Cleaning Chemicals and the Corrosive Symbol - CLP

by Ken Buckley on 22-3-2017

Corrosive symbol image.pngSome Cleaning Chemicals that used to have the old Irritant  symbol now have the new corrosive symbol.

Is that right?

This is a fact.

For instance, most Cleaner Disinfectants and Sanitisers, with the new CLP symbols, now have the corrosive symbol.

Whereas before, with the old CHIP symbols, they would have had the Irritant symbol or even no warning symbol at all.

This is causing a lot of confusion, in fact so much so, HSE have an explanatory page on their website called Cleaning products and the corrosive pictogram. (Worth a quick read)

The British Cleaning Council also have an interesting piece on this, in which they say, "The simplicity of the classification system means that cleaners will find it far more difficult to distinguish between products which are relatively safe and products which are relatively hazardous."


Take Washing up Liquid as an example

I don't know if you ever do any washing up, but if you do check out the washing up liquid at home. What CLP symbol has it got on the back?

I was shocked, the other day, to find a Corrosive symbol on the Washing up Liquid in my kitchen at home. Really?

We had a customer send back a Washing up Liquid they had been buying for years, saying "I ordered our usual washing up liquid, but you have sent me some corrosive stuff" It was the same product.

WUL Image.jpg

So, does this mean that a Washing up Liquid is as dangerous as an Oven Cleaner? Both now potentially have the same corrosive symbol on the label.

No, obviously not. But how would you know that, now the warning symbol is the same?


Why have the symbols changed?

You may well be asking.

Again, I turn to HSE website for an explanation of this - Background: Globally Harmonised System (GHS).

It is basically the UN (sorry you can't blame the EU for this one) have put the CLP together with the aim of have the same chemical classification worldwide.


Is this progress?

As is often the case, "progress" has not been thought through with the end user in mind. This is a classic example of centralism.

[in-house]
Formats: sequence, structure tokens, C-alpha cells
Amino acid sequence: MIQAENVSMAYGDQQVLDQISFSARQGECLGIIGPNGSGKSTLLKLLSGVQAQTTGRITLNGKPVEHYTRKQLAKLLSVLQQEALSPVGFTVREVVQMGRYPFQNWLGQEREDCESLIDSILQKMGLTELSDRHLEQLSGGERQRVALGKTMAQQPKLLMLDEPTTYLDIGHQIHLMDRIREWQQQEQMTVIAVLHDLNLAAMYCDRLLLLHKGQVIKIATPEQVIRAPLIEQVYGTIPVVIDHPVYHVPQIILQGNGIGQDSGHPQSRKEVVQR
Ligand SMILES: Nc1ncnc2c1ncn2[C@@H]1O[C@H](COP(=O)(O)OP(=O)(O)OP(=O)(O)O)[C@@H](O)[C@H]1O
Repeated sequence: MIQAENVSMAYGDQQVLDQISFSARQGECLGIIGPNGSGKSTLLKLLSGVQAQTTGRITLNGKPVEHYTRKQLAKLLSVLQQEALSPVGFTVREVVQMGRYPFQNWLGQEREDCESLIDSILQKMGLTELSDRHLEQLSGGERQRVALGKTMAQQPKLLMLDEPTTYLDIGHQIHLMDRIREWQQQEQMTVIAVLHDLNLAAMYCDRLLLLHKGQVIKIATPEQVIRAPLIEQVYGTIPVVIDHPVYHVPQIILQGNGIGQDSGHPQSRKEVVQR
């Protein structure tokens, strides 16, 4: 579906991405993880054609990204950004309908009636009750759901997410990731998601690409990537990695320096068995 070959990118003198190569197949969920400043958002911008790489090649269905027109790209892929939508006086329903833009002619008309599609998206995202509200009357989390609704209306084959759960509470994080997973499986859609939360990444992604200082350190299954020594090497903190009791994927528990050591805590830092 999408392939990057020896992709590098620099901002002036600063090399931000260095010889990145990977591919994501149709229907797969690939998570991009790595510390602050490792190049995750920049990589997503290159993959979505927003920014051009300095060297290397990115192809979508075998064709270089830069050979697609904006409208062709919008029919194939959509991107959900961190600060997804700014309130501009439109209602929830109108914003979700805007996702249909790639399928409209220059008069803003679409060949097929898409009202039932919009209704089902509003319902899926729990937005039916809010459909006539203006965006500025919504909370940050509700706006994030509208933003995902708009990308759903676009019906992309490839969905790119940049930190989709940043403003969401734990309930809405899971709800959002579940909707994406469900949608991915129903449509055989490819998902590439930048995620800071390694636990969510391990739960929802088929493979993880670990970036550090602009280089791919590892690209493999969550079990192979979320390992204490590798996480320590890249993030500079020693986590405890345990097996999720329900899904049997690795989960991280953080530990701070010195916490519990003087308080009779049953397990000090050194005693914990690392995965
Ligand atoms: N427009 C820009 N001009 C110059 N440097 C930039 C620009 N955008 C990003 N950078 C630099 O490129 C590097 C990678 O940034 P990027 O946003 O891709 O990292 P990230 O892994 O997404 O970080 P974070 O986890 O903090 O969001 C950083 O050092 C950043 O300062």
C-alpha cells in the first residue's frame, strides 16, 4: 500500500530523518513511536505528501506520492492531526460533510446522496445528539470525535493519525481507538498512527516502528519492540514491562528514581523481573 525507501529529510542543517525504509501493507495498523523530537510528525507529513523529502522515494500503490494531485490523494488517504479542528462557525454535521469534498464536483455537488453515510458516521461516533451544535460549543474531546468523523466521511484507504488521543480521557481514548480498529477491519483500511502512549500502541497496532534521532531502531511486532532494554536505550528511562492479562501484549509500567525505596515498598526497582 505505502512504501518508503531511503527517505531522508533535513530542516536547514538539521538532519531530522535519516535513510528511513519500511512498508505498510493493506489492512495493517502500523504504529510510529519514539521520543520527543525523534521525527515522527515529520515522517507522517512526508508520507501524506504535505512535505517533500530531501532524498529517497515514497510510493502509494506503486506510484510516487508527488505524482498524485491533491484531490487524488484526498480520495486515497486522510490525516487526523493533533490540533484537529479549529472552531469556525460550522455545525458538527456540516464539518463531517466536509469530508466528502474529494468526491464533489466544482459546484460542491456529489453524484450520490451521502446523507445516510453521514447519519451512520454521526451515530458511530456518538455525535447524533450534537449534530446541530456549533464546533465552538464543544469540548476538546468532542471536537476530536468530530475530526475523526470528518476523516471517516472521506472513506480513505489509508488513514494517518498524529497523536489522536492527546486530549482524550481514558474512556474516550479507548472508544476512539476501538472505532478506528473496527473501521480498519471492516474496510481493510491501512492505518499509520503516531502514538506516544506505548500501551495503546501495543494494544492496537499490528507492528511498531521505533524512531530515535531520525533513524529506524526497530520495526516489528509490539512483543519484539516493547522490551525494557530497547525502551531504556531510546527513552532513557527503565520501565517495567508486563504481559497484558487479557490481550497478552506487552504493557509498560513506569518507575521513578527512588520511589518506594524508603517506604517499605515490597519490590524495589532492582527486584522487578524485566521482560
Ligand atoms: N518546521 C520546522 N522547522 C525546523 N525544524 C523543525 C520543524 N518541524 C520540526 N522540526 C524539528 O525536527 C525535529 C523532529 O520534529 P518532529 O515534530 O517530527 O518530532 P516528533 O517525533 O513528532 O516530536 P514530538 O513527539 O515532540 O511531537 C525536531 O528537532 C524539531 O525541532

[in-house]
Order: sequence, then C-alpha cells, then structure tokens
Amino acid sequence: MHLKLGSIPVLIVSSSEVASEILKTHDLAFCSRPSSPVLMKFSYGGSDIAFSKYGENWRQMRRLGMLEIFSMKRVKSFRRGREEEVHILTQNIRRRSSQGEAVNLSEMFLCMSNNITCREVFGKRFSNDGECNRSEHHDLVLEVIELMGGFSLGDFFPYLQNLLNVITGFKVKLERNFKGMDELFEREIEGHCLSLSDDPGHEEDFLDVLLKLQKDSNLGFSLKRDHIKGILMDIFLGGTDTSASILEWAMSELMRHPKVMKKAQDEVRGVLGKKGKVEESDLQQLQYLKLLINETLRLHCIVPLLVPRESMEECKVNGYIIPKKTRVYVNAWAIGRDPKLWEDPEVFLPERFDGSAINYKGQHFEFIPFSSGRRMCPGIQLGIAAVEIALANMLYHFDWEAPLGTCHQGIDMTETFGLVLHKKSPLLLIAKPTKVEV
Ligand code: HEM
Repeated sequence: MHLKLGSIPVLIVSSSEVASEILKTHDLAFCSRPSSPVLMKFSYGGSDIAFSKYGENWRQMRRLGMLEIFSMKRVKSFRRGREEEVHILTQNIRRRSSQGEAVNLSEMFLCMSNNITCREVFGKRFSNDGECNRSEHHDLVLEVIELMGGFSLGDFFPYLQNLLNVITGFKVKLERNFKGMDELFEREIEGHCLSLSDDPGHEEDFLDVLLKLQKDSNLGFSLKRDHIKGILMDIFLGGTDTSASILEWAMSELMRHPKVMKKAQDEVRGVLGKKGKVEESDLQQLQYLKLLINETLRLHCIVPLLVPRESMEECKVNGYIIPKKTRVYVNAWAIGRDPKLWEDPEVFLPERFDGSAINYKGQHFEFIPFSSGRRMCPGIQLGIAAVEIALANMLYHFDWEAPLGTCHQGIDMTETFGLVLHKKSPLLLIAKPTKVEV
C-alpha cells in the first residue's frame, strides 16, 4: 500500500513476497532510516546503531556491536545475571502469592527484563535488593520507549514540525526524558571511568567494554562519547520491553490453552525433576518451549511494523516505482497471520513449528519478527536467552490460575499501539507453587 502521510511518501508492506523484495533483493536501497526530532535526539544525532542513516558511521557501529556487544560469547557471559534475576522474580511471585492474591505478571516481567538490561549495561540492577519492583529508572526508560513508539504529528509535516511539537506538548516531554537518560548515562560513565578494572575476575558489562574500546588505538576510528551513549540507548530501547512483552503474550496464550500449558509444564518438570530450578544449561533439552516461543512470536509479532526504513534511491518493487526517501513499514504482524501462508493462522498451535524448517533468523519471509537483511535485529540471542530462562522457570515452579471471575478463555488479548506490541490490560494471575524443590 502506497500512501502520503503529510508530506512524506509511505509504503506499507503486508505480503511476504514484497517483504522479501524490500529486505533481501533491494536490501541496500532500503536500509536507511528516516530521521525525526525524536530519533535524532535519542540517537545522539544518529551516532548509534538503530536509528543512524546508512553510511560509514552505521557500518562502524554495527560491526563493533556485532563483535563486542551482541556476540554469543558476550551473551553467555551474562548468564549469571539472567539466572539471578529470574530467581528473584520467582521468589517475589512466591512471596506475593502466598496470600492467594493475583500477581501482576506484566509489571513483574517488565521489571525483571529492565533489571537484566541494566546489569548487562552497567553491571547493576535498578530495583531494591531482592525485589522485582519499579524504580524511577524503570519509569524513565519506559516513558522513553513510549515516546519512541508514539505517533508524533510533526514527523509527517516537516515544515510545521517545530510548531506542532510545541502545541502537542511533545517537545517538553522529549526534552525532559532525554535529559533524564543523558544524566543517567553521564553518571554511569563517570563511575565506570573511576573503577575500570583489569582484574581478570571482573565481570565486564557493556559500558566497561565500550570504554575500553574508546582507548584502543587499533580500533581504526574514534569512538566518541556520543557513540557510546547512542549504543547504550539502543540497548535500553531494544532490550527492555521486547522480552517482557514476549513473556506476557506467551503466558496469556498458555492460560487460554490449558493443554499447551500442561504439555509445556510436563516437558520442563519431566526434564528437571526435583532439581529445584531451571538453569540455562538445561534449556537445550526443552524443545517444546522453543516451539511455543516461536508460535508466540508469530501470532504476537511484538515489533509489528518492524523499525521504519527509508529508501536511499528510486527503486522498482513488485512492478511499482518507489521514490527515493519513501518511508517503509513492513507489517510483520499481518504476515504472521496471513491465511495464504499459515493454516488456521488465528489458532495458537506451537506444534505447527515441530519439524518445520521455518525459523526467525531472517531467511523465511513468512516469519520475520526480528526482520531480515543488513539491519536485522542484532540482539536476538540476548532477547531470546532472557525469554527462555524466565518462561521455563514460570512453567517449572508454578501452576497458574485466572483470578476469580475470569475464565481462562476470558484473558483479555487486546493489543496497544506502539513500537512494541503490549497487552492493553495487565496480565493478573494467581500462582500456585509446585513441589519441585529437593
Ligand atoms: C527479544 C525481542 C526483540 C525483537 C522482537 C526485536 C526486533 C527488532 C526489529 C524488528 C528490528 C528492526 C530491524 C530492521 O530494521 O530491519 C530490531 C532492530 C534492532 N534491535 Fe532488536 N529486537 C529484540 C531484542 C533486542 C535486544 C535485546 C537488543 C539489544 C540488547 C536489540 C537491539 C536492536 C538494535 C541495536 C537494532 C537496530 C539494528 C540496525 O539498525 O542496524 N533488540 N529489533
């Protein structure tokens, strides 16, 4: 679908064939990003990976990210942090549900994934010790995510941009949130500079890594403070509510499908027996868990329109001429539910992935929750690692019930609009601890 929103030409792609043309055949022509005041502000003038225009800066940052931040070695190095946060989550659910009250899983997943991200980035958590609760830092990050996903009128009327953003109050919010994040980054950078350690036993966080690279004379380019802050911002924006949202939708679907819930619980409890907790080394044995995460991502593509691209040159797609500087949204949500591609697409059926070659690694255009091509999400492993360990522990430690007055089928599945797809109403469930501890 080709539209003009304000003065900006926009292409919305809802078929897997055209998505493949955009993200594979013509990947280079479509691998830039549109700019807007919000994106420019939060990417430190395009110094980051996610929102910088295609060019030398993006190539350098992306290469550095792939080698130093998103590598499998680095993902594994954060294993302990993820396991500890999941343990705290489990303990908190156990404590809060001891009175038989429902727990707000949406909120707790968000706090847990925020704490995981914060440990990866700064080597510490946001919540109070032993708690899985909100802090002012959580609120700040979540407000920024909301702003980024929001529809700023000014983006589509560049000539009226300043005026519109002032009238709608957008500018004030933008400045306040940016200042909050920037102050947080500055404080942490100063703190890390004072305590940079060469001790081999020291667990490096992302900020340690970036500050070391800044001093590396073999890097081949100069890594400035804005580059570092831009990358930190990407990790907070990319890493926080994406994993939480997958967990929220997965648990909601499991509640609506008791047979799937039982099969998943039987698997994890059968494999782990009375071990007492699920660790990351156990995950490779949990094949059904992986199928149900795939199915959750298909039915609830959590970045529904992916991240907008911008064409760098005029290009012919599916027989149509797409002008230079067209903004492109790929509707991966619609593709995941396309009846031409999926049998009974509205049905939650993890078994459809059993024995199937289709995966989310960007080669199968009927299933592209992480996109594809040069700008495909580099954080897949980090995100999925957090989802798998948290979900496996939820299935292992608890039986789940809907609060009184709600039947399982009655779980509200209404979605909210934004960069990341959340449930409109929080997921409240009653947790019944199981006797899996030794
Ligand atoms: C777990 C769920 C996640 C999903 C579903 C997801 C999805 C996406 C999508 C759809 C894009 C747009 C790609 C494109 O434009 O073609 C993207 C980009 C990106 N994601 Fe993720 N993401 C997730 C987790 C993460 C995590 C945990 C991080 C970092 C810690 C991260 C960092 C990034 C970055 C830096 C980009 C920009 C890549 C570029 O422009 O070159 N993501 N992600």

If they had consulted the industry properly, these issues would have been resolved before they became potentially dangerous.

And potentially dangerous they are.

If a cleaner has become familiar with the corrosive sign on his washing up liquid at home and he knows than the product is relatively safe. If he then comes into contact with a new cleaning chemical with this same symbol on, he will naturally assume that it is a simular low risk to himself.

His could, of cause, be making a very dangerous assumption. The new cleaning chemical could be a very strong Acid or Alkaline with the potential of doing serious damage to his skin and eyes. It could blind him, even. 

HSE say that you should consult your supplier, but  isn't the whole point of pictographic warning symbols that they quickly relay a vital warning visaully to the user of the product at a glance?

Does this not call into question the point in having these symbols at all?


The way forward

I don't hold out too much hope that lobbying government and the UN will change anything any time soon.

It is now more important than ever that Cleaning Staff are trained in the safe use of Cleaning Chemicals and that you have COSHH risk assements, where needed.

And that, if you have products with the corrosive symbol on, which you probably will now, make sure you understand the product. Is it a Washing up Liquid type product or is it a really dangerous product?


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